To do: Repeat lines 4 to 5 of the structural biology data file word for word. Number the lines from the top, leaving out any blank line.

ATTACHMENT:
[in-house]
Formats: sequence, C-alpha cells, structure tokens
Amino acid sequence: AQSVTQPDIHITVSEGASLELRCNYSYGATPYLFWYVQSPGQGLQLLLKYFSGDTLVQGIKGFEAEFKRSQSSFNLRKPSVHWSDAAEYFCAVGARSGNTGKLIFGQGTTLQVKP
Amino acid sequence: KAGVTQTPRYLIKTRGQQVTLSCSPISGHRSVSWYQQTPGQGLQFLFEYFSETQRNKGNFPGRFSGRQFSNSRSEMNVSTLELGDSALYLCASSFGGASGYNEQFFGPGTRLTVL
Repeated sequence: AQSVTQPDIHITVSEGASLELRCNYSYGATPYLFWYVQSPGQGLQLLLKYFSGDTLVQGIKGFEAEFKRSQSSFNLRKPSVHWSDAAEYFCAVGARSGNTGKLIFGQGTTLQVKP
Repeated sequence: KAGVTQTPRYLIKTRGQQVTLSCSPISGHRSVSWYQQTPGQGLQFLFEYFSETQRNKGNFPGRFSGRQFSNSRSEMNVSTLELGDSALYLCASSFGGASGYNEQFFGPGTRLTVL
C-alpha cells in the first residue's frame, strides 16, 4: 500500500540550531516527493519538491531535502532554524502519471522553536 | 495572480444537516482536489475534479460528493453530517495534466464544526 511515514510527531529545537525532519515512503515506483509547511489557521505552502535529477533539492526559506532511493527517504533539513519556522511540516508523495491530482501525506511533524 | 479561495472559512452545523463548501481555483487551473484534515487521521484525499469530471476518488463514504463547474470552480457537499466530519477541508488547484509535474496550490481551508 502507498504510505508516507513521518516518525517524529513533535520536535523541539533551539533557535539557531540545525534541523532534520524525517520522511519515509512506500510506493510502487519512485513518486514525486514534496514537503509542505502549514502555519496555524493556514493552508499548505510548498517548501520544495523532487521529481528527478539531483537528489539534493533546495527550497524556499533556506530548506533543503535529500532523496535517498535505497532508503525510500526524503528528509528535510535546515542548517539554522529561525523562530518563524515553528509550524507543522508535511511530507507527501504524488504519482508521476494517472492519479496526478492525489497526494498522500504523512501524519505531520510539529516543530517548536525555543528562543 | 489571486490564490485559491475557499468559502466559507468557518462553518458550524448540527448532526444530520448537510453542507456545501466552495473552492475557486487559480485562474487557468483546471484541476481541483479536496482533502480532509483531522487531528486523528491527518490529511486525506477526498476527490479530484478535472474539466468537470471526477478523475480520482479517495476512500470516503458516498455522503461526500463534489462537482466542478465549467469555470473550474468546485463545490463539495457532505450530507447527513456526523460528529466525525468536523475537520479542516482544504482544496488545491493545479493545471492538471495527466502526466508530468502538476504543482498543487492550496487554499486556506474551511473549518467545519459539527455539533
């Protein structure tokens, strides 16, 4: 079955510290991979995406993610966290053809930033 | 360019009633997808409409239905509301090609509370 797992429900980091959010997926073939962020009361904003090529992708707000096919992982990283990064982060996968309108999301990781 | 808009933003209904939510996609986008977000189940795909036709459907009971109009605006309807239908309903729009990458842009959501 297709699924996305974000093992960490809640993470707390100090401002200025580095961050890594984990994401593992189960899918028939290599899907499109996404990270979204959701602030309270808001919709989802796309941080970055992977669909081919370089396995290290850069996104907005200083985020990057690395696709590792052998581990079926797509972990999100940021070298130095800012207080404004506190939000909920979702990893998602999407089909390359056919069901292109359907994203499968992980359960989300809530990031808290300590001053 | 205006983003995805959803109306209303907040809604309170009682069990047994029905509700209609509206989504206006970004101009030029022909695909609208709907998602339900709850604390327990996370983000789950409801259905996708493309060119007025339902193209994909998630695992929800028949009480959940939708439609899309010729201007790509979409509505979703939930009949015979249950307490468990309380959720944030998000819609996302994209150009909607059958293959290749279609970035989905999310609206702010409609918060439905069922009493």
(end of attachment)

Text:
Amino acid sequence: KAGVTQTPRYLIKTRGQQVTLSCSPISGHRSVSWYQQTPGQGLQFLFEYFSETQRNKGNFPGRFSGRQFSNSRSEMNVSTLELGDSALYLCASSFGGASGYNEQFFGPGTRLTVL
Repeated sequence: AQSVTQPDIHITVSEGASLELRCNYSYGATPYLFWYVQSPGQGLQLLLKYFSGDTLVQGIKGFEAEFKRSQSSFNLRKPSVHWSDAAEYFCAVGARSGNTGKLIFGQGTTLQVKP